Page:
The district enrolls about 4,000 students, but is required to transport about 4,800 students. The first day of school is scheduled for Aug. 24.

Michael DiVittorio is a Tribune-Review staff writer. Reach him at 412-871-2367 or mdivittorio@tribweb.com.

TribLIVE commenting policy

You are solely responsible for your comments and by using TribLive.com you agree to our Terms of Service.

We moderate comments. Our goal is to provide substantive commentary for a general readership. By screening submissions, we provide a space where readers can share intelligent and informed commentary that enhances the quality of our news and information.

While most comments will be posted if they are on-topic and not abusive, moderating decisions are subjective. We will make them as carefully and consistently as we can. Because of the volume of reader comments, we cannot review individual moderation decisions with readers.

We value thoughtful comments representing a range of views that make their point quickly and politely. We make an effort to protect discussions from repeated comments either by the same reader or different readers

We follow the same standards for taste as the daily newspaper. A few things we won't tolerate: personal attacks, obscenity, vulgarity, profanity (including expletives and letters followed by dashes), commercial promotion, impersonations, incoherence, proselytizing and SHOUTING. Don't include URLs to Web sites.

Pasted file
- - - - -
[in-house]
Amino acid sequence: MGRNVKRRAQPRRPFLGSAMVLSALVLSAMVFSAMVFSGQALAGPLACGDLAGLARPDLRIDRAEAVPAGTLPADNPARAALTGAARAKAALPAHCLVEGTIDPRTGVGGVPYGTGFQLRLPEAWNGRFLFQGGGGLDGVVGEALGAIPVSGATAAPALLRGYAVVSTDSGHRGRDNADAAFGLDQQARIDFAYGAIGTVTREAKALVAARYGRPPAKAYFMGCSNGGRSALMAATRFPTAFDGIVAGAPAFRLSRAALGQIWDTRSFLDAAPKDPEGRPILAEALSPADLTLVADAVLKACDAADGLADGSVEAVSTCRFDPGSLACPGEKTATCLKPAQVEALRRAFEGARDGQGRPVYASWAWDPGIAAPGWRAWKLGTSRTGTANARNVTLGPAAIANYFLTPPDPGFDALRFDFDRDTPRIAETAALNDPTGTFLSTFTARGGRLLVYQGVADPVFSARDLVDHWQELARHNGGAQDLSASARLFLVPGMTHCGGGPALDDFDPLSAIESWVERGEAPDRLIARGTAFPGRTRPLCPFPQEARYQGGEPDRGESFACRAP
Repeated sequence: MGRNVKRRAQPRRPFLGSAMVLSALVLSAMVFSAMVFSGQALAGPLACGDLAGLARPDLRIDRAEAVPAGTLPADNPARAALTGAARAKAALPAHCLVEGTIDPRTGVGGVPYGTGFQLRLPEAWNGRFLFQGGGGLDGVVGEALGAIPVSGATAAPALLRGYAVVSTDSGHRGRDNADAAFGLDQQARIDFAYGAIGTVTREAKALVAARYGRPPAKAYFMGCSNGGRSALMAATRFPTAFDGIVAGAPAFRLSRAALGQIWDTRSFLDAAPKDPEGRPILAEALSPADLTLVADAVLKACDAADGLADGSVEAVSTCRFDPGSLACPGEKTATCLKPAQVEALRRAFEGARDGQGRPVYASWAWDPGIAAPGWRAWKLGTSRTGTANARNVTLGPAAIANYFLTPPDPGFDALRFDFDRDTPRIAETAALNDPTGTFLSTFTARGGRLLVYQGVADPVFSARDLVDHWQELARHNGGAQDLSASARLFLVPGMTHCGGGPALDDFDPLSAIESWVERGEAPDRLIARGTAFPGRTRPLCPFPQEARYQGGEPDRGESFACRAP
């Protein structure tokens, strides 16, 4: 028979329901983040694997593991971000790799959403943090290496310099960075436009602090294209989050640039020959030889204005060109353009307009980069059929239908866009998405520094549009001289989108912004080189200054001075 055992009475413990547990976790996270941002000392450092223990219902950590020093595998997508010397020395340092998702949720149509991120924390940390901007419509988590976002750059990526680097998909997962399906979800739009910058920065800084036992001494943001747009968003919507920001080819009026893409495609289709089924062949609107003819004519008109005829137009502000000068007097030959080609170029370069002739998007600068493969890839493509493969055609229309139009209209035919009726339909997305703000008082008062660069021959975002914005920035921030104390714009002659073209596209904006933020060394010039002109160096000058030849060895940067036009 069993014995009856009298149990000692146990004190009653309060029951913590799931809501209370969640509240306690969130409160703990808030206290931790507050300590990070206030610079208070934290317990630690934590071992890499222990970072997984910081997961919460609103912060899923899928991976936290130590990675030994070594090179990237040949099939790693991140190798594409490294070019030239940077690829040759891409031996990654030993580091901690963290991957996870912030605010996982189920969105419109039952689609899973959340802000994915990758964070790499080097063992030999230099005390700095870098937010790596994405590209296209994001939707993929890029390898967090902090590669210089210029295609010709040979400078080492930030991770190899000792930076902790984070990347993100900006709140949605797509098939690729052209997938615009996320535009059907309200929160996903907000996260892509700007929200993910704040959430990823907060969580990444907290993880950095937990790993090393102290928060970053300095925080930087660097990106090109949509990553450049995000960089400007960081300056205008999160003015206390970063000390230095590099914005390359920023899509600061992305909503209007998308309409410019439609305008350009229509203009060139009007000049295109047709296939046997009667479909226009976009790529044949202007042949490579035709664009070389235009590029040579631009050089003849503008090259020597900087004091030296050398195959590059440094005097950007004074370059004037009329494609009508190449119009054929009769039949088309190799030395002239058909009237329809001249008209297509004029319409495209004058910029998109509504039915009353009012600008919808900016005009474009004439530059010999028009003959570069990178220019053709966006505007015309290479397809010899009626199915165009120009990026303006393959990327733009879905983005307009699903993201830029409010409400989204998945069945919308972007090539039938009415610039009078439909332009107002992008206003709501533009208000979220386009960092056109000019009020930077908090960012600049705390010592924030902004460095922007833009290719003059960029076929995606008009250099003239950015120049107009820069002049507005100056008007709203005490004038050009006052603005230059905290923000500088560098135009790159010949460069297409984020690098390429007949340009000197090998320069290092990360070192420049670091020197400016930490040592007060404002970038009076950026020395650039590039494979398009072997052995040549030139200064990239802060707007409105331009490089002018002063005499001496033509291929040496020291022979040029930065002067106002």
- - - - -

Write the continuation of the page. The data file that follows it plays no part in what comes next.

We do not edit comments. They are either approved or deleted. We reserve the right to edit a comment that is quoted or excerpted in an article. In this case, we may fix spelling and punctuation.

We welcome strong opinions and criticism of our work, but we don't want comments to become bogged down with discussions of our policies and we will moderate accordingly.

We appreciate it when readers and people quoted in articles or blog posts point out errors of fact or emphasis and will investigate all assertions. But these suggestions should be sent via e-mail. To avoid distracting other readers, we won't publish comments that suggest a correction. Instead, corrections will be made in a blog post or in an article.

click me